In light of our mandate to “…ensure the Nation is pursuing the best trajectory for the future of human space flight—one that is safe, innovative, affordable, and sustainable…,” what do the defenders of Constellation think is “innovative” about it?
[Monday morning update]
Clark Lindsey has a summary of Augustine results to date, and some thoughts on their validity, particularly on the Ride subcommittee, which which I agree. They are comparing apples to eggs when they use a standard cost-plus industry analysis of Falcon 9 or a manned Atlas.
[Update mid morning]
John Kelly has some thoughts on what the Augustine options will include:
Yet another bid to replace the space shuttles appears doomed to cancellation.
This happens every time America tries to replace the shuttles. Past tries fell short technically, or blew the budget, or both. Ares is technically feasible. It’s closer to budget than earlier candidates. Still, it’s on political life support.
Panel members are frustrated because changing course means tossing aside time and money invested so far. They say there must be an overwhelming reason to kill it. Then, they keep citing a compelling reason: NASA’s budget can’t field the system on time. Not even close. Orion might not fly with people until 2017 at best. A moon landing? 2028.
Moreover, those dates are only possible if the shuttle is retired in 2010 and the station is forsaken in 2016. Sticking with Ares means a longer — and growing — space flight gap.
The panel is leaning toward a combination of launch systems, maybe including Ares V. The Ares I crew launcher is unlikely to be listed as an option that meets Obama’s goals.
And of course, Ares V makes no economic sense if there’s no Ares I, because much of the Ares I development costs were supposed to be a “down payment” on Ares V and, sans Ares I, it will have to be charged the full development costs on its own, making its cost even more insane. By the time the decision is made to go ahead with its very expensive development, it’s quite likely that private activities will have shown the way to becoming spacefaring, sans heavy lifter.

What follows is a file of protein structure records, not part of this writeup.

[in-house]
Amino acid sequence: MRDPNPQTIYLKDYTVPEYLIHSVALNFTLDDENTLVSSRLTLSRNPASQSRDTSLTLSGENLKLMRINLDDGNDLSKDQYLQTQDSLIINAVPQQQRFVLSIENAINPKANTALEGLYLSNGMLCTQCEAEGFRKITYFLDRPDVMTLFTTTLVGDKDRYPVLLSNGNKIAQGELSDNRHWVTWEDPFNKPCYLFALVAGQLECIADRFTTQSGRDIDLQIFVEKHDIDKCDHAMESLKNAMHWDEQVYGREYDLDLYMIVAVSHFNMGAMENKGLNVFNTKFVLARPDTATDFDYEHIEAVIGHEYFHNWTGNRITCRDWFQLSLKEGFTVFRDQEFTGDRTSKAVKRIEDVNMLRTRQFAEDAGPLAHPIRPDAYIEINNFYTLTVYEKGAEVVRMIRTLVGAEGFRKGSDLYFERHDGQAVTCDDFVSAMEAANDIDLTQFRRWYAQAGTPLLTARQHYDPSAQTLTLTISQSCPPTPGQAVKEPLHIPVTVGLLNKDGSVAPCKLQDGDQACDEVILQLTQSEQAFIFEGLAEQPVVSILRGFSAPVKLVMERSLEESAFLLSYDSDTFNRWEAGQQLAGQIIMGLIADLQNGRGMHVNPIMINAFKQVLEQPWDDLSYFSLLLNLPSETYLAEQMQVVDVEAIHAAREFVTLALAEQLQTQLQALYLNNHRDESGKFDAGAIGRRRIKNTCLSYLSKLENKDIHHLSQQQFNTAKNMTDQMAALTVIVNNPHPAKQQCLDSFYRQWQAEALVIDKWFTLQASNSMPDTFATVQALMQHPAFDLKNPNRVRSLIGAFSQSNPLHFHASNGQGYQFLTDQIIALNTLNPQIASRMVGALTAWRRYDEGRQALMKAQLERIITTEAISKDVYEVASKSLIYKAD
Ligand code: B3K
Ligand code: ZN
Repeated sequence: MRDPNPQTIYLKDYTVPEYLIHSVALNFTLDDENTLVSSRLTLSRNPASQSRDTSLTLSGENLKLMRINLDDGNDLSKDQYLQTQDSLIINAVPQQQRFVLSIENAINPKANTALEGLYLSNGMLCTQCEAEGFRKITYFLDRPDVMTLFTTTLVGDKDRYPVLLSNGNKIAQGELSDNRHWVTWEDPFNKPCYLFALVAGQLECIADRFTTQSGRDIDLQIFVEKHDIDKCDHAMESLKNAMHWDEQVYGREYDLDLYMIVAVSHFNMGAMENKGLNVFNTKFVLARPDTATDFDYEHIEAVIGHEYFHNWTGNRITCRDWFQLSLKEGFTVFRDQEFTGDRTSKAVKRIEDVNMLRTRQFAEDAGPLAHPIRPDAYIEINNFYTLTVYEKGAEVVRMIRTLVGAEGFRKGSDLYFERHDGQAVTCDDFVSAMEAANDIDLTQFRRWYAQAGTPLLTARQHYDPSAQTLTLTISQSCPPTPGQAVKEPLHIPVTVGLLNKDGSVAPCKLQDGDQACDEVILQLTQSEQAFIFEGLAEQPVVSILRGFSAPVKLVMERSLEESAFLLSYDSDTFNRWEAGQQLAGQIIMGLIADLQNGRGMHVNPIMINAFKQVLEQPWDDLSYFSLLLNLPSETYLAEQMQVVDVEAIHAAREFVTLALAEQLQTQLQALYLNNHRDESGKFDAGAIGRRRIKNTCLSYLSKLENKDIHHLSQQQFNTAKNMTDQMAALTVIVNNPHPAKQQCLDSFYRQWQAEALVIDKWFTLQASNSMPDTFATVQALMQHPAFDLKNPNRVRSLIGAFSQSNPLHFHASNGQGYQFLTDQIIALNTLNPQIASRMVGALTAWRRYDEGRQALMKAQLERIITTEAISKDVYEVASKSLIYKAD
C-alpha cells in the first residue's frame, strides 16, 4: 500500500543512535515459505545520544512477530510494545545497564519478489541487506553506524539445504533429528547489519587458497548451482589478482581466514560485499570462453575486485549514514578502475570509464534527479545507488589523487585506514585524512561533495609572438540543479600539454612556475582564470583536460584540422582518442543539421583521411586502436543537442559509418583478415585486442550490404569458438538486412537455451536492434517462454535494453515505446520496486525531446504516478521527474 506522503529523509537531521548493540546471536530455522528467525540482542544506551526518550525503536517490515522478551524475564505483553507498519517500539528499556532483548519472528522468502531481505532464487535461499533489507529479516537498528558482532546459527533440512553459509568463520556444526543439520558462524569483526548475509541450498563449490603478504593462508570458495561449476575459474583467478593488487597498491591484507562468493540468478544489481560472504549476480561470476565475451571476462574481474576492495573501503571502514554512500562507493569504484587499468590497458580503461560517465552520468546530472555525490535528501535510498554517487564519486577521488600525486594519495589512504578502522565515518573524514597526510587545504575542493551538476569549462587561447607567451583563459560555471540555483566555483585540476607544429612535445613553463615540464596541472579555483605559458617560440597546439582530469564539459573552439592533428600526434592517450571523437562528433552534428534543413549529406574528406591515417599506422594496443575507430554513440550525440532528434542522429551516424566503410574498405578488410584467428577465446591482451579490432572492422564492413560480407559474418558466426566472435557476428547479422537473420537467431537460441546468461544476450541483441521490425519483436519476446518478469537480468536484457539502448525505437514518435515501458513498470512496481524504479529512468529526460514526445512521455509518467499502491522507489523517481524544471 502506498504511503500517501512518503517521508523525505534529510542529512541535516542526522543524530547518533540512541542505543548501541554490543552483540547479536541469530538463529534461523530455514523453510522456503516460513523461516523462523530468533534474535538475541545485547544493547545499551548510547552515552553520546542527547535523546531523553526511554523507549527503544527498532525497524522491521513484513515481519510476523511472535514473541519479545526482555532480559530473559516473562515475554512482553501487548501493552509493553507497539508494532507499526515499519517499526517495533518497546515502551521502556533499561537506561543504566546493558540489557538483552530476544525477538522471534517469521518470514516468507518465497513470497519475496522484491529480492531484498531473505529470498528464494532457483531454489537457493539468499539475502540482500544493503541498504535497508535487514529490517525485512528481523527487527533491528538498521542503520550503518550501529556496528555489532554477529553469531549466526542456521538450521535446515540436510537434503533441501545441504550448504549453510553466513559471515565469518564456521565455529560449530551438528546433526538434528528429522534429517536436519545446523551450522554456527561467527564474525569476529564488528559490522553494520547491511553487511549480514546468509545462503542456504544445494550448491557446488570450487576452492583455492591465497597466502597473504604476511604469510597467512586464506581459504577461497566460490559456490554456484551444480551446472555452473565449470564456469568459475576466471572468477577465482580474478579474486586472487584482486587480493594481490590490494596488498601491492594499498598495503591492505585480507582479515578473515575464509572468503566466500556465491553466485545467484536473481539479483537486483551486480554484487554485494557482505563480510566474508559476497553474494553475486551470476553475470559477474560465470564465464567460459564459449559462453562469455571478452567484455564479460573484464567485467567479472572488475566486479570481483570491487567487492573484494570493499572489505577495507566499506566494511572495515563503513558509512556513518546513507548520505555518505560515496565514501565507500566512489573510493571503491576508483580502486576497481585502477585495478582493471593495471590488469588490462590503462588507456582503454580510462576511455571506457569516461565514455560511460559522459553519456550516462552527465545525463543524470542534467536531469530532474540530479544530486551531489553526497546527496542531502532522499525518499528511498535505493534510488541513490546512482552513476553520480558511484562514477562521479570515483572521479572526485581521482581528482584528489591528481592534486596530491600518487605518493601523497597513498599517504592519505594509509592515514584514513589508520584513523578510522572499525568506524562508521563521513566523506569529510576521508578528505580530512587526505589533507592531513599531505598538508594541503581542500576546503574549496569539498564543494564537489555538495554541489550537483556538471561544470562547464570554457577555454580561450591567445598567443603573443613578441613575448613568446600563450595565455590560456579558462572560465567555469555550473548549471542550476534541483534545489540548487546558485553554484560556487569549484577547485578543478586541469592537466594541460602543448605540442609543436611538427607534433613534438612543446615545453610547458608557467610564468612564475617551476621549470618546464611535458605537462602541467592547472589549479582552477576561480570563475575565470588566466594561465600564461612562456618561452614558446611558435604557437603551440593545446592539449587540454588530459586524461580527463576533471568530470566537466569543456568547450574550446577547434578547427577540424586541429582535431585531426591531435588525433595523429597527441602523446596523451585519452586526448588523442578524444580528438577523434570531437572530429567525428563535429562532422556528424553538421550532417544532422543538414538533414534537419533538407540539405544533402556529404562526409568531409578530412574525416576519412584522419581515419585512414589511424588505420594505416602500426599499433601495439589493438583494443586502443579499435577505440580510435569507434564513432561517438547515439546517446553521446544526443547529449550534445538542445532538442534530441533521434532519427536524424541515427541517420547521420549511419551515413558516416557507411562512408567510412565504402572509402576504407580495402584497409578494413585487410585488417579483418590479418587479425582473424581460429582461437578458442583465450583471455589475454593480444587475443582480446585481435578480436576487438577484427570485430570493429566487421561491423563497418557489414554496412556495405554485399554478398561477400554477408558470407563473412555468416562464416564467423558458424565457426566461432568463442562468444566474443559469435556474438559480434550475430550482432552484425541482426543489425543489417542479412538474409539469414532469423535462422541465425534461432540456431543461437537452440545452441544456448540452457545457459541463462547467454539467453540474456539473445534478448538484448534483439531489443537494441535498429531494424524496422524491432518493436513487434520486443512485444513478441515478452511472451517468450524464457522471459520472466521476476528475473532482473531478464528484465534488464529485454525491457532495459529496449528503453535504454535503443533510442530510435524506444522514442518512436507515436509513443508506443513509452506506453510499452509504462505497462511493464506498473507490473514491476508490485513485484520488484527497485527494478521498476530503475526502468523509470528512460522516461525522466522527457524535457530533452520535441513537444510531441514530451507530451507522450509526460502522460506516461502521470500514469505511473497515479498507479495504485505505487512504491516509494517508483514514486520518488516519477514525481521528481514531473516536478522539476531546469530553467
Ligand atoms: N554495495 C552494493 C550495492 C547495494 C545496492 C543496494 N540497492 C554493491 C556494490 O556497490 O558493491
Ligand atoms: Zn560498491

The reason that every attempt to replace Shuttle has failed is because the very notion of replacing Shuttle is flawed, as I pointed out five years ago in The Path Not Taken:
The chief problem with the Bush vision for NASA is not its technical approach, but its programmatic approach—or, at an even deeper level, its fundamental philosophy. This is not simply a Bush problem, but a NASA problem: When government takes an approach, it is an approach, not a variety of approaches. Proposals are invited, the potential contractors study and compete, the government evaluates, but ultimately, a single solution is chosen with a contractor to build it. There has been some talk of a “fly-off” for the Crew Exploration Vehicle, in which two competing designs will actually fly to determine which is the best. But in the end, there will still be only one. Likewise, if we decide to build a powerful new rocket, there will almost certainly be only one, since it will be enough of a challenge to get the funds for that one, let alone two.
Biologists teach us that monocultures are fragile. They are subject to catastrophic failure (think of the Irish potato famine). This is just as true with technological monocultures, and we’ve seen it twice now in the last two decades: after each shuttle accident, the U.S. manned spaceflight program was stalled for years. Without Russian assistance, we cannot presently reach our (one and only) space station, because our (one and only) way of getting to it has been shut down since the Columbia accident.
Even ignoring the fact that there will never be another Shuttle in the sense of a vehicle that meets all of its requirements, we have to stop thinking in terms of closing the dreaded “gap” with a NASA-developed vehicle with no redundancy. Every attempt to do so will suffer the same failure as the Shuttle itself. If it is to have a robust program, and one that is more than just a jobs program, NASA simply must learn to rely on the private sector for its human transportation at least to LEO, if not beyond, just as it does for unmanned payloads. This should be a prime lesson of the history of the past forty years since Apollo XI.